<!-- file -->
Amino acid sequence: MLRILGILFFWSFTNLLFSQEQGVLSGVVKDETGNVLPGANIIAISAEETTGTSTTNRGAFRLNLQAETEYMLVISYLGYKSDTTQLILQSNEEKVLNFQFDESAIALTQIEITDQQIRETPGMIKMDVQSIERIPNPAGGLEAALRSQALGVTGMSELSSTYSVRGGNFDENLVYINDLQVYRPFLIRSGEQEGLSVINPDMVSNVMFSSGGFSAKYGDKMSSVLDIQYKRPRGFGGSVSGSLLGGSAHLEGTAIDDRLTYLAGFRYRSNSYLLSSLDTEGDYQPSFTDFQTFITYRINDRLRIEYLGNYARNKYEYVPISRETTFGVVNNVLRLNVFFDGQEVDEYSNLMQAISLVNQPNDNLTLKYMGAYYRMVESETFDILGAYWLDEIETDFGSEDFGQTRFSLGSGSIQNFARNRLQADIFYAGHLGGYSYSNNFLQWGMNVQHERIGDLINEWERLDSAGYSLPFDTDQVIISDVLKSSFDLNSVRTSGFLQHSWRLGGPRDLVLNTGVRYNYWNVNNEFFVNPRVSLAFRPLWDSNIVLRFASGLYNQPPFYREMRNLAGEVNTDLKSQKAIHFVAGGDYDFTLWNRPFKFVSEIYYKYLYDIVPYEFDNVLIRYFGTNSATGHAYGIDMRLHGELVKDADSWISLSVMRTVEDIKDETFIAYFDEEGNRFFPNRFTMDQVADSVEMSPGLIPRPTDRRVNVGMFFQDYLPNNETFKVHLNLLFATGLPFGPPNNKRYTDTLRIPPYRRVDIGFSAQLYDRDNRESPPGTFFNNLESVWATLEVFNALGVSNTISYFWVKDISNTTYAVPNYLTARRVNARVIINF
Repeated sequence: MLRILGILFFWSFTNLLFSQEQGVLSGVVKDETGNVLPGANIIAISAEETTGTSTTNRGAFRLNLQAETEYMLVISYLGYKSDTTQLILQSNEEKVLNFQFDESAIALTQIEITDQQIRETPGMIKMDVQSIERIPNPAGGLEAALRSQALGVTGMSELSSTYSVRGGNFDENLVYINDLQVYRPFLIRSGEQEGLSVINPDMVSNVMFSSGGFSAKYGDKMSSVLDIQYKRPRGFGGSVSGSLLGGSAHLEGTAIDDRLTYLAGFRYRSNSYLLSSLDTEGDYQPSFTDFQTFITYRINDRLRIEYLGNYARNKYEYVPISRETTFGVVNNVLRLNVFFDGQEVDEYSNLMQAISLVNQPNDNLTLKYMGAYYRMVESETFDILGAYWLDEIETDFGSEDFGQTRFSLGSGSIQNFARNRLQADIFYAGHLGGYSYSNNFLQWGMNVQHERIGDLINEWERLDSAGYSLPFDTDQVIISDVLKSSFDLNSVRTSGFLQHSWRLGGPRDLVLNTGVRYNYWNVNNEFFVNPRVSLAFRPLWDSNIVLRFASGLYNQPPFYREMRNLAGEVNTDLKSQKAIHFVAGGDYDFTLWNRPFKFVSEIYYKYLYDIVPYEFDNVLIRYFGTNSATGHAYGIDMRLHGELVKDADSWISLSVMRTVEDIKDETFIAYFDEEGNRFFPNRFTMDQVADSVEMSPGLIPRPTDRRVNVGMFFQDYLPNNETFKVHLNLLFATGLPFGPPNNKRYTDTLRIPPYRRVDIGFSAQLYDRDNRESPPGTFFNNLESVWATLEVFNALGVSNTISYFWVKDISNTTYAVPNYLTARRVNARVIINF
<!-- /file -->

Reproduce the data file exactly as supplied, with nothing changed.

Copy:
Amino acid sequence: MLRILGILFFWSFTNLLFSQEQGVLSGVVKDETGNVLPGANIIAISAEETTGTSTTNRGAFRLNLQAETEYMLVISYLGYKSDTTQLILQSNEEKVLNFQFDESAIALTQIEITDQQIRETPGMIKMDVQSIERIPNPAGGLEAALRSQALGVTGMSELSSTYSVRGGNFDENLVYINDLQVYRPFLIRSGEQEGLSVINPDMVSNVMFSSGGFSAKYGDKMSSVLDIQYKRPRGFGGSVSGSLLGGSAHLEGTAIDDRLTYLAGFRYRSNSYLLSSLDTEGDYQPSFTDFQTFITYRINDRLRIEYLGNYARNKYEYVPISRETTFGVVNNVLRLNVFFDGQEVDEYSNLMQAISLVNQPNDNLTLKYMGAYYRMVESETFDILGAYWLDEIETDFGSEDFGQTRFSLGSGSIQNFARNRLQADIFYAGHLGGYSYSNNFLQWGMNVQHERIGDLINEWERLDSAGYSLPFDTDQVIISDVLKSSFDLNSVRTSGFLQHSWRLGGPRDLVLNTGVRYNYWNVNNEFFVNPRVSLAFRPLWDSNIVLRFASGLYNQPPFYREMRNLAGEVNTDLKSQKAIHFVAGGDYDFTLWNRPFKFVSEIYYKYLYDIVPYEFDNVLIRYFGTNSATGHAYGIDMRLHGELVKDADSWISLSVMRTVEDIKDETFIAYFDEEGNRFFPNRFTMDQVADSVEMSPGLIPRPTDRRVNVGMFFQDYLPNNETFKVHLNLLFATGLPFGPPNNKRYTDTLRIPPYRRVDIGFSAQLYDRDNRESPPGTFFNNLESVWATLEVFNALGVSNTISYFWVKDISNTTYAVPNYLTARRVNARVIINF
Repeated sequence: MLRILGILFFWSFTNLLFSQEQGVLSGVVKDETGNVLPGANIIAISAEETTGTSTTNRGAFRLNLQAETEYMLVISYLGYKSDTTQLILQSNEEKVLNFQFDESAIALTQIEITDQQIRETPGMIKMDVQSIERIPNPAGGLEAALRSQALGVTGMSELSSTYSVRGGNFDENLVYINDLQVYRPFLIRSGEQEGLSVINPDMVSNVMFSSGGFSAKYGDKMSSVLDIQYKRPRGFGGSVSGSLLGGSAHLEGTAIDDRLTYLAGFRYRSNSYLLSSLDTEGDYQPSFTDFQTFITYRINDRLRIEYLGNYARNKYEYVPISRETTFGVVNNVLRLNVFFDGQEVDEYSNLMQAISLVNQPNDNLTLKYMGAYYRMVESETFDILGAYWLDEIETDFGSEDFGQTRFSLGSGSIQNFARNRLQADIFYAGHLGGYSYSNNFLQWGMNVQHERIGDLINEWERLDSAGYSLPFDTDQVIISDVLKSSFDLNSVRTSGFLQHSWRLGGPRDLVLNTGVRYNYWNVNNEFFVNPRVSLAFRPLWDSNIVLRFASGLYNQPPFYREMRNLAGEVNTDLKSQKAIHFVAGGDYDFTLWNRPFKFVSEIYYKYLYDIVPYEFDNVLIRYFGTNSATGHAYGIDMRLHGELVKDADSWISLSVMRTVEDIKDETFIAYFDEEGNRFFPNRFTMDQVADSVEMSPGLIPRPTDRRVNVGMFFQDYLPNNETFKVHLNLLFATGLPFGPPNNKRYTDTLRIPPYRRVDIGFSAQLYDRDNRESPPGTFFNNLESVWATLEVFNALGVSNTISYFWVKDISNTTYAVPNYLTARRVNARVIINF